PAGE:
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Very easy question

  1. Aug 6, 2010 #1
    I use the calculator
    http://www.wolframalpha.com/input/?i=f’’(t)=f(t)

    What are the constants c1 and c2 appearing in the second order dif. eq. solutions?
    A guess of mine is that c1=f(0) and c2=f ' (0), but I am not sure.
     
  2. jcsd
  3. Aug 6, 2010 #2
    The constants can be every number you like, and in any case you get a solution of the aquation. That is to say, the equation has infinite solutions. To specify one of them, you have to give additional constraints. These are usually the initial conditions, the values of the functions and its derivatives at a certain initial time t0. The number of initial conditions needed equals the order od the equation, that is, the higher derivative of the function that appears in the equations, and it's also the number of constants you get in the solution. In your case f(0) = c1 + c2 and f'(0) = c1 - c2.
     
  4. Aug 6, 2010 #3
    But then e.g. for case that the acceleration is analogous to the distance travelled, e.g.
    f’’(t)=5f(t), where f(t)=(distance travelled), f''(t)=(acceleration),
    at the wolframalfa.com solution of this dif. eq.
    when replacing c1=c2=0 (because f(0)=0 and f'(0)=0)
    I get the nonsense that f(t)=0.
    What’s going on?
     
    Last edited: Aug 6, 2010
  5. Aug 6, 2010 #4

    Mute

    User Avatar
    Homework Helper

    What's going on is that f(t) = 0 is the unique solution to any linear homogeneous differential equation will all initial conditions being zero. Your initial conditions do not describe what you think they describe. The acceleration depends on the displacement, so if at time t = 0 the object isn't displaced there's no acceleration. The only way the object could have a non-zero displacement and hence non-zero acceleration at a later time is if at t = 0 the object was moving, but it's not by your initial condition on the velocity. What you're describing is an object that's sitting still, and you got the correct solution for that initial condition.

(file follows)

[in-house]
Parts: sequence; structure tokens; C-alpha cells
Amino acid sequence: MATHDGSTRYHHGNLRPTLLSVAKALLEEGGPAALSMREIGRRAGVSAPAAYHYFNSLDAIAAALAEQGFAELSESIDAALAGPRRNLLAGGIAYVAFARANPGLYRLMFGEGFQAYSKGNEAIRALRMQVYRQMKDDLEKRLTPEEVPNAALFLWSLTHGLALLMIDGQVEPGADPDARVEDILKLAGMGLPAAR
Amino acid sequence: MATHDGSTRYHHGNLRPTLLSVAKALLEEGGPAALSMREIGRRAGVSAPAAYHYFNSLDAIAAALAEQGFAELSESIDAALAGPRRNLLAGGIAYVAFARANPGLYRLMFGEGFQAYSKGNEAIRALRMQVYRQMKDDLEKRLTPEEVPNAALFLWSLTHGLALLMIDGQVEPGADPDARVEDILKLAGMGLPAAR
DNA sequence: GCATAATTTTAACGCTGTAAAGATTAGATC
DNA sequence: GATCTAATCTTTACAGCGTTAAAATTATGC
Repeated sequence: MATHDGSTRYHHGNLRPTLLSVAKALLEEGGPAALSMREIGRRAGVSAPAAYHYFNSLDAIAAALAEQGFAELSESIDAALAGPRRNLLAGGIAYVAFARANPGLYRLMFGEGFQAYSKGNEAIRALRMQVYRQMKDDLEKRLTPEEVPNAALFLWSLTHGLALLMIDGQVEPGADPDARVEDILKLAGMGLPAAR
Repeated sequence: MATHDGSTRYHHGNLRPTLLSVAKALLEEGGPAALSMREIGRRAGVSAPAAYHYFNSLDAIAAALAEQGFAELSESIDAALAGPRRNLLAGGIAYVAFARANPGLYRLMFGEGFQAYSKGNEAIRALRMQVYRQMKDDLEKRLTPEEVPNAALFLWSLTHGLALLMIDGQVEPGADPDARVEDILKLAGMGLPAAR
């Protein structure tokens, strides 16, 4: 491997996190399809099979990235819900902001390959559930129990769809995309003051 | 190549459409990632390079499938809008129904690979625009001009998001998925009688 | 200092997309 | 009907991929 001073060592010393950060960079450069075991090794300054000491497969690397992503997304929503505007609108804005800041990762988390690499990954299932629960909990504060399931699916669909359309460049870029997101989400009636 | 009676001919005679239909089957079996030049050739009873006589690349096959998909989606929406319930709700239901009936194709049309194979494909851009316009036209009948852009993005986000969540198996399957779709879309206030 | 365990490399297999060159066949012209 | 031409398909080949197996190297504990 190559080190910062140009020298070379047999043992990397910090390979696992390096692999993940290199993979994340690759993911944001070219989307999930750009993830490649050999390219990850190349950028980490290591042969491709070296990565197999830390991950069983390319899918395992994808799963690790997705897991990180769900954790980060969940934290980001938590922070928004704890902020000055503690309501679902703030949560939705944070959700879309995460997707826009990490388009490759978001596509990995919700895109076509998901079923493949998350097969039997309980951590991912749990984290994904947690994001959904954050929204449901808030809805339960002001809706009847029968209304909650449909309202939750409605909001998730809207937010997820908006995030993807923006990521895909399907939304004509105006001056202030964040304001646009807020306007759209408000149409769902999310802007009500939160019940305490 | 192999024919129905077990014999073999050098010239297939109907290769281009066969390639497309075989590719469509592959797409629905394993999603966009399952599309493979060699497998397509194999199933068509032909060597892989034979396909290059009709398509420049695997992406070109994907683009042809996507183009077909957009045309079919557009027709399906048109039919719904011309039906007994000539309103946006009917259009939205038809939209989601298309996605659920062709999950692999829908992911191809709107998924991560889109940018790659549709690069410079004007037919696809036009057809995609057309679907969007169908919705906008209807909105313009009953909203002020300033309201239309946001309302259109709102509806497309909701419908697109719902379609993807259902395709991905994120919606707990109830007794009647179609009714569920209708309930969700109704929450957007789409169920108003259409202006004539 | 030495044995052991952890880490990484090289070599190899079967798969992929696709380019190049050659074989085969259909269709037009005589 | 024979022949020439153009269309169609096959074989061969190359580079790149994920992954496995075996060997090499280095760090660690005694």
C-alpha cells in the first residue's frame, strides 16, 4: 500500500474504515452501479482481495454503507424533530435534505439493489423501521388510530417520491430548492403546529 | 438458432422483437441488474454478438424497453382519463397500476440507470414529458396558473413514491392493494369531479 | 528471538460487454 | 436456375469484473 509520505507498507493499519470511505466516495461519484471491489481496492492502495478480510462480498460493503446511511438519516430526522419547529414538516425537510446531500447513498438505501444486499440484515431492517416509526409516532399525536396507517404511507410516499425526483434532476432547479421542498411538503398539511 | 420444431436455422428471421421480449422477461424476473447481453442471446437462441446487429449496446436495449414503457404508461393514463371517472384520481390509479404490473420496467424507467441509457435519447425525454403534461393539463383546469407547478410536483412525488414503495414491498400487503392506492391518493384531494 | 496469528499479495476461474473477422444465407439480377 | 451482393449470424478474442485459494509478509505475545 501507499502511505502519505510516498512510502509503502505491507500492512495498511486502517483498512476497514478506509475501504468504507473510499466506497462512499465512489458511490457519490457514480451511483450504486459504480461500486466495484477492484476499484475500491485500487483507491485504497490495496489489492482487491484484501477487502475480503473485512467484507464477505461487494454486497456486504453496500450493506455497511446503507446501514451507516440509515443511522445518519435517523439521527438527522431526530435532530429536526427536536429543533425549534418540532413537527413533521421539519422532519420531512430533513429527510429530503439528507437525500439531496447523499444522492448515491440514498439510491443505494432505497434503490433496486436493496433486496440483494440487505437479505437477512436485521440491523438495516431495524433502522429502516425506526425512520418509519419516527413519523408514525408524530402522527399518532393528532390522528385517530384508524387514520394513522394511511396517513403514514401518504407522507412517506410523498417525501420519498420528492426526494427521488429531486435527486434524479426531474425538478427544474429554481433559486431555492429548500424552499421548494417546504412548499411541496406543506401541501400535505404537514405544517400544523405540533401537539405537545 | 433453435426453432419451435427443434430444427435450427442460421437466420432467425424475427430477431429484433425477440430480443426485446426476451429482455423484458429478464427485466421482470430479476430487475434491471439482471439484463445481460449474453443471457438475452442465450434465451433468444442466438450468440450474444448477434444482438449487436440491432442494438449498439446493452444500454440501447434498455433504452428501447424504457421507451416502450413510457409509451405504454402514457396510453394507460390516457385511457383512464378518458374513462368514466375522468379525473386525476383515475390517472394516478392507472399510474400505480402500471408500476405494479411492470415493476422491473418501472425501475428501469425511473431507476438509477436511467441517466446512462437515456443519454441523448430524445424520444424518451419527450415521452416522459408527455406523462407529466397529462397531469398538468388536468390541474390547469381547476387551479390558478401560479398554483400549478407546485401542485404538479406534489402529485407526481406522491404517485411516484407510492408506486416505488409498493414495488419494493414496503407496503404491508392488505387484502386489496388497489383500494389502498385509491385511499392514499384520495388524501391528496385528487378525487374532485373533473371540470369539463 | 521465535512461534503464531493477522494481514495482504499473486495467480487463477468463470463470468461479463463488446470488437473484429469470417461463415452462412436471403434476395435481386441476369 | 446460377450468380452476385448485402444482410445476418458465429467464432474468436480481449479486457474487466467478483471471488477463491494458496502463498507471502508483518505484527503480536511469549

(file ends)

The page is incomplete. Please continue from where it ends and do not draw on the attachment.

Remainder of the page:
6. Aug 7, 2010 #5
    No. At the spring its motion dx is 0 at t=0, and the problem can be solved using dif.eq. just by setting that at t=0 its position is not zero, but A, i.e. just change the frame of reference. At t=0 its velocity x'(t=0) is 0.
     
    Last edited: Aug 7, 2010
  7. Aug 7, 2010 #6

    Mark44

    Staff: Mentor

    A differential equation + initial conditions is an initial value problem. For your differential equation, y'' - y = 0, the solution is y = c1et + c2e-2, just as given in WolframAlpha.

    If the initial conditions are y(0) = 0 and y'(0) = 0, the unique solution to the DE is y [itex]\equiv[/itex] 0. The initial conditions mean that at time t = 0, the object is at the origin and its velocity is 0. If the velocity is 0, the object isn't moving, so its acceleration is 0, so the object will remain at the origin. For these initial conditions, the solution y(t) = 0 is not nonsensical.
     
  8. Aug 8, 2010 #7

    Mute

    User Avatar
    Homework Helper

    No, the differential equation in question breaks translation invariance and so is not invariant under a change of reference frame. If you have

    [tex]\ddot{x}(t) - x(t) = 0,[/tex]
    with initial conditions [itex]x(0) = x_0[/itex], [itex]\dot{x}(0) = \dot{x}_0[/itex], then changing reference frame amounts to setting [itex]x(t) = X(t) + x_0[/itex], so you get the initial conditions [itex]X(0) = 0[/itex] and [itex]dX/dt(0) = \dot{x}_0[/itex], but the differential equation is now

    [tex]\ddot{X}(t) - X(t) = x_0.[/tex]

    This is equation is no longer homogeneous, so the unique solution is not zero unless the initial conditions are both zero.
     
    Last edited: Aug 8, 2010
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